Commercial banks have raced to raise their deposit and lending interest rates, causing difficulties to small- and medium-sized enterprises.
|Making furniture for export to Japan at Satimex factory in Ho Chi Minh City's District 12 (Photo: SGGP)|
Most of banks have set their lending rates no higher than 150 percent of the prime rate of 9 percent per annum fixed by the Central Bank, but many commercial banks have increased their rates to 17-18 percent per annum.
On November 9, some commercial banks hiked their rates to 17.5 percent from 15 percent per year.
Financial experts said with the rate of 18 percent per year, Vietnam becomes one of countries that have the highest interest rate in the world.
According to enterprises’ calculation, with this rate, they have to earn profits of 24-25 percent to maintain their businesses.
Nguyen Van Nam, deputy general director of Dai Phat Company, said enterprises have hardly managed to cover their costs as input costs have surged sharply following hikes in foreign exchange and lending rates.
Banks have changed their rates month by month, so enterprises have had to accept floating rates to maintain their production and businesses.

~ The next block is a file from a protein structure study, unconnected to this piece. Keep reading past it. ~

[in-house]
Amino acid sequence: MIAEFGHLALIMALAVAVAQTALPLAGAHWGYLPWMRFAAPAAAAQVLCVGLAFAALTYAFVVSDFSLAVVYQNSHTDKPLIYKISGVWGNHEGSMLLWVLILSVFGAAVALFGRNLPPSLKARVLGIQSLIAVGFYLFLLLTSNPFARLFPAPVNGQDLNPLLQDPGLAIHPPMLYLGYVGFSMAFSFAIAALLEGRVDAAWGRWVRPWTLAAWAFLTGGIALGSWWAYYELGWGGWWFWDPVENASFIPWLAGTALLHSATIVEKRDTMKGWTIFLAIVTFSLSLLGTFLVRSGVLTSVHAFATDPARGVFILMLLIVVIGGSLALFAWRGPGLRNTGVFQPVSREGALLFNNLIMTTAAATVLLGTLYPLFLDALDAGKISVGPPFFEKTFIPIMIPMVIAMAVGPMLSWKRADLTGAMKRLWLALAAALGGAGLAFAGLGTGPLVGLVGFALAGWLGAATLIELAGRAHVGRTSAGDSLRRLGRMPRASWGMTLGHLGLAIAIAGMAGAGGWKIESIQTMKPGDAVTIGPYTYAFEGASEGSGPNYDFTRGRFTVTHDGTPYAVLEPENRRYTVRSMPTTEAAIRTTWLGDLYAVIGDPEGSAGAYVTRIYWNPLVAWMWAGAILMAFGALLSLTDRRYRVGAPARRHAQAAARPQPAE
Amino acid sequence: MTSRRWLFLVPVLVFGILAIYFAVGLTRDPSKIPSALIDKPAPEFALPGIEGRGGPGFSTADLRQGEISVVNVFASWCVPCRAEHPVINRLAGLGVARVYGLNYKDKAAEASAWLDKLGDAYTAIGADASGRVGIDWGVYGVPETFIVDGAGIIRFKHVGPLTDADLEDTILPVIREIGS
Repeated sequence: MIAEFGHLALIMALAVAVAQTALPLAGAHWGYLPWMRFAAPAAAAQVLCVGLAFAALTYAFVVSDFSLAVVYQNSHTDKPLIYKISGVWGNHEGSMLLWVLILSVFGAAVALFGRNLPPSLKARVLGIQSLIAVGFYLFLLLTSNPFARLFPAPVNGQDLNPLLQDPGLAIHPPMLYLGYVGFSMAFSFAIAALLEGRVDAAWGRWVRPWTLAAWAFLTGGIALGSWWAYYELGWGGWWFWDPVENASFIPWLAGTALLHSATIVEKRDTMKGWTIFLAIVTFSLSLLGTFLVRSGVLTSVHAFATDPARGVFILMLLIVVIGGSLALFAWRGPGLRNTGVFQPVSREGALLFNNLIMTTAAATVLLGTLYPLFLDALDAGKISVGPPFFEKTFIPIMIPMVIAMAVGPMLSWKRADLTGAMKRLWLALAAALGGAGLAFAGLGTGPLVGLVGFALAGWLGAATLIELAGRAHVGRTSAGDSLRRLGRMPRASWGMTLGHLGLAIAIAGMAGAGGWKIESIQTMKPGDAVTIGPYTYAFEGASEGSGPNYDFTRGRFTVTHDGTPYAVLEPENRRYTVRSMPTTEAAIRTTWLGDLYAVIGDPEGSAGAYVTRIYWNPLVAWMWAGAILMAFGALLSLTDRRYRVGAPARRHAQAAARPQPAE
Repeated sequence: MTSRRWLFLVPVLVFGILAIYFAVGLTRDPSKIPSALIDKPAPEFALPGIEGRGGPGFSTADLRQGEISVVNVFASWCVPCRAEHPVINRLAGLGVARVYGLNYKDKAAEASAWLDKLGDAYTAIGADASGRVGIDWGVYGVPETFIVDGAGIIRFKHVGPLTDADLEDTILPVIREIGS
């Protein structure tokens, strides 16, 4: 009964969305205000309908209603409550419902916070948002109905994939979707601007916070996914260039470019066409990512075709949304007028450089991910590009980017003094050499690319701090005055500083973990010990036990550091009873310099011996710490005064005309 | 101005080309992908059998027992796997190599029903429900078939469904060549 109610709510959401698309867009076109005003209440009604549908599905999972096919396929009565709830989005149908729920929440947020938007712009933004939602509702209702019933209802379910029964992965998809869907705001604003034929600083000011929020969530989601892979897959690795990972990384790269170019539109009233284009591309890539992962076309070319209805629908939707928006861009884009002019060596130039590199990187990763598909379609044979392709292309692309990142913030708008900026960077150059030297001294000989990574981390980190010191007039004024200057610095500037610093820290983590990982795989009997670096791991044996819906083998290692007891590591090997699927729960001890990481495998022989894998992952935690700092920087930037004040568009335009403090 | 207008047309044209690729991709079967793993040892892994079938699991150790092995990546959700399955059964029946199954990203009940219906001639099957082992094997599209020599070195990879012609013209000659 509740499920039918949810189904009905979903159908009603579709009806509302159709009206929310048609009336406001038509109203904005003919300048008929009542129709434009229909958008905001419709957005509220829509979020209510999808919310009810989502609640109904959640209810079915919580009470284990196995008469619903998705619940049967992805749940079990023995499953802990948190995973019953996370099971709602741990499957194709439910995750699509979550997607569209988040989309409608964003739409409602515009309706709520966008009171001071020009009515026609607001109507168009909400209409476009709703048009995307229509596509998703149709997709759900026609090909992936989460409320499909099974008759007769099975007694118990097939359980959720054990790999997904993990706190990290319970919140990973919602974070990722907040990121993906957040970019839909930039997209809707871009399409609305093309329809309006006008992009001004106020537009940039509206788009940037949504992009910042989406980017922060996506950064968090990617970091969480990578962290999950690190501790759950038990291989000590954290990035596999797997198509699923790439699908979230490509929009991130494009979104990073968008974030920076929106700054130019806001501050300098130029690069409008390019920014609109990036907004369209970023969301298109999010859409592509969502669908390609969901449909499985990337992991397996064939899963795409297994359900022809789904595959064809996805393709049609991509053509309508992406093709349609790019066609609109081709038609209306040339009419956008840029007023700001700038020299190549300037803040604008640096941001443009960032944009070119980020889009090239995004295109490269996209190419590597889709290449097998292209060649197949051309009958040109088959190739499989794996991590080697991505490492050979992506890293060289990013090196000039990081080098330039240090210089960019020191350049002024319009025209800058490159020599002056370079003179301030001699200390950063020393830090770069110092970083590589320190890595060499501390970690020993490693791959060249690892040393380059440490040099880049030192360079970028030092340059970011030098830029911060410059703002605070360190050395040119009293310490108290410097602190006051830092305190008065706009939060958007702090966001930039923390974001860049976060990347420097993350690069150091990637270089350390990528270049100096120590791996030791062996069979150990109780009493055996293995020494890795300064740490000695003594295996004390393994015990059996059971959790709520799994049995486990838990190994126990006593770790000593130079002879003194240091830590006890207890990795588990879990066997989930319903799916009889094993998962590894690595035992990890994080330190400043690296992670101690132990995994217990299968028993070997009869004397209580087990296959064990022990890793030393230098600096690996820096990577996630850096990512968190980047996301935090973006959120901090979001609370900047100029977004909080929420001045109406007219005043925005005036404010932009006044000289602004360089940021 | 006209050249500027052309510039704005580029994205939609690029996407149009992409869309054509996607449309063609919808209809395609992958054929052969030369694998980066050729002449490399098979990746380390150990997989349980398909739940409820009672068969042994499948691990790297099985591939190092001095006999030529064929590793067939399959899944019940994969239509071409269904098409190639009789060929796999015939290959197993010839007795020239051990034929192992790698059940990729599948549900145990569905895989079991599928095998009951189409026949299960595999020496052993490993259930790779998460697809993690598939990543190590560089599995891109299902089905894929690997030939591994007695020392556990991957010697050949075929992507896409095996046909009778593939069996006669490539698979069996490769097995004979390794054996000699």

An enterprise said banks have offered different rates to different enterprises, meaning that they have set rates based on each project, each client and their own policies.
Though enterprises have accepted high rates, they have been unable to access loans. Therefore, many have had to get hot loans at high rates of 5-6 or even 7 percent per month.
Due to the increasing lending rates, many enterprises have had to stop investment in new projects to balance their funds and avoid bankruptcy.
Exporters have experienced more difficulties for they have had to take out loans at high rates to fulfill orders which they already contracted with importers.
Diep Thanh Ket, vice chairman of the Ho Chi Minh City’s Garment, Textile, Embroidery and Knitting Association, said many apparel companies have found them hard to reap profits with already-signed contracts.
Prices of many locally-made and imported goods have gone up following the raised lending and exchange rates.
To stabilize prices and ensure adequate supplies of goods for the lunar New Year (Tet) next February, supermarkets have worked with producers and suppliers to find measures to set reasonable prices.
Supermarkets have also provided funds to local producers to help them maintain production.